Can Texans Get Their First And Second Doses Of A COVID-19 Vaccine In Different Cities?
When COVID-19 vaccines first became available in December, Texas received only 224,250 first doses. Those doses were for frontline medical workers who worked in hospitals or long-term care facilities.
A couple weeks later, when state health officials expanded eligibility to include the elderly and other at-risk individuals, the supply grew but not substantially.
Cities like Dallas and Houston — with massive populations north of 6 million — received fewer than 30,000 first doses per week. City leaders pleaded with the Texas Department of State Health Services to get more doses to their residents as quickly as possible.
Still, because Texas allows individuals to sign up for a vaccine anywhere in the state, many Texans took it upon themselves to score a first dose away from their hometowns. That meant lots of folks traveled to other cities. But now that the vaccine supply has increased, some of those people want to get their second dose closer to home. Is that possible?
“Our general recommendation is that people get vaccinated close to home and then get their second dose where they got their first. It kind of works out better for everybody that way," said Chris Van Dusen, a spokesman for the Texas Department of State Health Services.
Van Dusen said returning to the vaccine provider who gave you your first dose helps the state allocate the proper number of second doses.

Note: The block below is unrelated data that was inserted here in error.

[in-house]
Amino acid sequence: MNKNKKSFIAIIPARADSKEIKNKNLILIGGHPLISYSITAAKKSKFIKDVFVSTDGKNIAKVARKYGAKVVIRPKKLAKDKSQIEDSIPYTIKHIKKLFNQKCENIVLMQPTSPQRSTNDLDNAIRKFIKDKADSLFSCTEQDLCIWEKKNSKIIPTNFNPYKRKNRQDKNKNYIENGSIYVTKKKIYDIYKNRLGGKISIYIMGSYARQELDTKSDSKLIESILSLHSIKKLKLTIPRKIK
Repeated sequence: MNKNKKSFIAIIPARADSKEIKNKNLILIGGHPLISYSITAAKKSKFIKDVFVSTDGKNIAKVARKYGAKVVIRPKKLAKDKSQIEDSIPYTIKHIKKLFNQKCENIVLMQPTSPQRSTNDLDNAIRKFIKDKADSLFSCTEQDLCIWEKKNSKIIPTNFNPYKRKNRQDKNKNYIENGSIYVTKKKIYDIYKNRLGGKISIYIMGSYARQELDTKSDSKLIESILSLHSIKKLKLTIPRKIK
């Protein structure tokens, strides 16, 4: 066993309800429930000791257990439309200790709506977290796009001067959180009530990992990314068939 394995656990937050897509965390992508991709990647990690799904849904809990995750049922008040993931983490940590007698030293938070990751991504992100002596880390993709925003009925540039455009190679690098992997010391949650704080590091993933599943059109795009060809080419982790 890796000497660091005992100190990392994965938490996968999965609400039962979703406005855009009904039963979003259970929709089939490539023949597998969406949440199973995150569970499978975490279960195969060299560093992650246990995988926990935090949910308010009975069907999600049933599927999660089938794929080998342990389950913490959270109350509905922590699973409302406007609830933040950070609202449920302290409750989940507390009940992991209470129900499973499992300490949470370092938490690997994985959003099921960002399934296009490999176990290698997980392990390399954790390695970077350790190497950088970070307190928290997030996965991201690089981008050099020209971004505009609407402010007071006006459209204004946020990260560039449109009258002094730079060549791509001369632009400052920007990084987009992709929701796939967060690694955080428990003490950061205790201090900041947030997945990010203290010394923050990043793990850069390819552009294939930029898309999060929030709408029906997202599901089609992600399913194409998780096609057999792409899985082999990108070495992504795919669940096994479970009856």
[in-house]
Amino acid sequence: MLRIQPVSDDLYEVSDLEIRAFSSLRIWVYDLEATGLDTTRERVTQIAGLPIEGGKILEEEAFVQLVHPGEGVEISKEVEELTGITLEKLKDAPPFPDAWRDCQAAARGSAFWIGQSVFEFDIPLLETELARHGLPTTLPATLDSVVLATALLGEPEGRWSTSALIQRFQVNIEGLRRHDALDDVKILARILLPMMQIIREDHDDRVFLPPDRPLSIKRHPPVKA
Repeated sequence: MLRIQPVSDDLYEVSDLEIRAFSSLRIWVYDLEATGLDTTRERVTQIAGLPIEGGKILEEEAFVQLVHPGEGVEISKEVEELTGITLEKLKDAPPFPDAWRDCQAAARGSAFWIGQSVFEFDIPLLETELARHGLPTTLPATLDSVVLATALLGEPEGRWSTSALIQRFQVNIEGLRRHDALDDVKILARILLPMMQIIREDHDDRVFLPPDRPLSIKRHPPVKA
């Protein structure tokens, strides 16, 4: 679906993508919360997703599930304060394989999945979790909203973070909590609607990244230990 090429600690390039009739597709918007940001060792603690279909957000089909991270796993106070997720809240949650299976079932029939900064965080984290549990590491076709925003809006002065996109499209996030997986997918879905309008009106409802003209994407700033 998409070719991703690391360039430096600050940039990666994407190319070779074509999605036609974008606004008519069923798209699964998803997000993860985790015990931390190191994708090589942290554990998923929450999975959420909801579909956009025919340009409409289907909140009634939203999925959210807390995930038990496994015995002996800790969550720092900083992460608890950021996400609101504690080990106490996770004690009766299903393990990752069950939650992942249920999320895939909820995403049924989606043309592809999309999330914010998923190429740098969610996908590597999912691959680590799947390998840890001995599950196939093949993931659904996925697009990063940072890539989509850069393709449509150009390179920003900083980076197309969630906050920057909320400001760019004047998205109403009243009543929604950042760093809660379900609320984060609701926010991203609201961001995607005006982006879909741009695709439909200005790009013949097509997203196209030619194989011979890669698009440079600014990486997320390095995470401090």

"So when we are ordering doses for providers, we automatically order a matching amount of second doses for the provider," he said. "That means that if you go 1,000 first doses of the Pfizer vaccine three weeks ago, you're going to get another 1,000 doses of the second dose this week."
There is no requirement that people go back to the provider they got their first dose from, though, Van Dusen said.
"You know, we have asked providers to take care of people who need a second dose," he said. "I think, probably, the vaccine hubs — those large hub providers — are probably people’s best option. Though they could certainly try at other providers, too.”
Van Dusen said the most important thing is to get as many Texans fully vaccinated as quickly as possible. He encourages providers to make shots available when possible.
So far, he says, about 85% of all second doses of the COVID-19 vaccine administered in Texas have been given out by the same providers who administered the first doses.
KERA News is made possible through the generosity of our members. If you find this reporting valuable, consider making a tax-deductible gift today. Thank you.
Copyright 2021 KERA. To see more, visit KERA.